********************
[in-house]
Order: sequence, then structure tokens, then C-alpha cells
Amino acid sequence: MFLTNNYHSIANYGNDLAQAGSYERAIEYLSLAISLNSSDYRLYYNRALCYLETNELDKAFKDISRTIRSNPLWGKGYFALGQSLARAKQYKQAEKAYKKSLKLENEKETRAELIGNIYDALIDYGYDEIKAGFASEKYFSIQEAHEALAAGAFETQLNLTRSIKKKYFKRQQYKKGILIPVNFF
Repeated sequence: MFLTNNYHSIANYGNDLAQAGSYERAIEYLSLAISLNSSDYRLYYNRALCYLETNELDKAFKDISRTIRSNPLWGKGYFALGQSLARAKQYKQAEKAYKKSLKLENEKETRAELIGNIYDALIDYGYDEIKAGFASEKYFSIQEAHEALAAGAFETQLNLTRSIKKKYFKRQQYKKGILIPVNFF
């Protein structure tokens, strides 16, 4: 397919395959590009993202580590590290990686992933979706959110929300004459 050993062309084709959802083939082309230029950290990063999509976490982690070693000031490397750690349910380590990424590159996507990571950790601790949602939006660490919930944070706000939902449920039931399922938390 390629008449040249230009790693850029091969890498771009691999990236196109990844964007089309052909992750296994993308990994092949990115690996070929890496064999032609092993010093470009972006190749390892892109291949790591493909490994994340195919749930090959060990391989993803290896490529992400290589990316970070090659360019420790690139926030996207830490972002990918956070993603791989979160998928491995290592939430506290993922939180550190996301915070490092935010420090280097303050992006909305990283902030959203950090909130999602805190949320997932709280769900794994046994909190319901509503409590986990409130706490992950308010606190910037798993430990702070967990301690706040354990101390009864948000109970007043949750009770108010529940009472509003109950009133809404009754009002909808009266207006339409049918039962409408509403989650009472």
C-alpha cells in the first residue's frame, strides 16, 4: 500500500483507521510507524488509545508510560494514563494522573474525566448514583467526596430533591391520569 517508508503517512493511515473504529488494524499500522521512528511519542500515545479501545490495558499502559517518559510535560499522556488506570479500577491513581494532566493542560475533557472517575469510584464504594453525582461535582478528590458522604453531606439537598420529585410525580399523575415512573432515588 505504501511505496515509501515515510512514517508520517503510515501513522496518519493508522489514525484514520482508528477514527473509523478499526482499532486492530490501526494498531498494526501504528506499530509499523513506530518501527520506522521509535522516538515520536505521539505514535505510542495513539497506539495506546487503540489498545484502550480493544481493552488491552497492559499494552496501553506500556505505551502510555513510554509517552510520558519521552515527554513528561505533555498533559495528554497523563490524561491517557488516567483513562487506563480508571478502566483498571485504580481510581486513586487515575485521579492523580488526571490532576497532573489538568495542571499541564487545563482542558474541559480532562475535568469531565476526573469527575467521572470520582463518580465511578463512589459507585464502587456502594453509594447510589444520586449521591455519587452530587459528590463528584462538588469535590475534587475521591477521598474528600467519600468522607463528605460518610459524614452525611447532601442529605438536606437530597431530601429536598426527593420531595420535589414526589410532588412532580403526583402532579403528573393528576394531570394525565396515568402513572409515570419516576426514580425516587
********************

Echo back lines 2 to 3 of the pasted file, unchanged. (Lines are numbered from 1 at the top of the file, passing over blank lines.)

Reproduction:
Order: sequence, then structure tokens, then C-alpha cells
Amino acid sequence: MFLTNNYHSIANYGNDLAQAGSYERAIEYLSLAISLNSSDYRLYYNRALCYLETNELDKAFKDISRTIRSNPLWGKGYFALGQSLARAKQYKQAEKAYKKSLKLENEKETRAELIGNIYDALIDYGYDEIKAGFASEKYFSIQEAHEALAAGAFETQLNLTRSIKKKYFKRQQYKKGILIPVNFF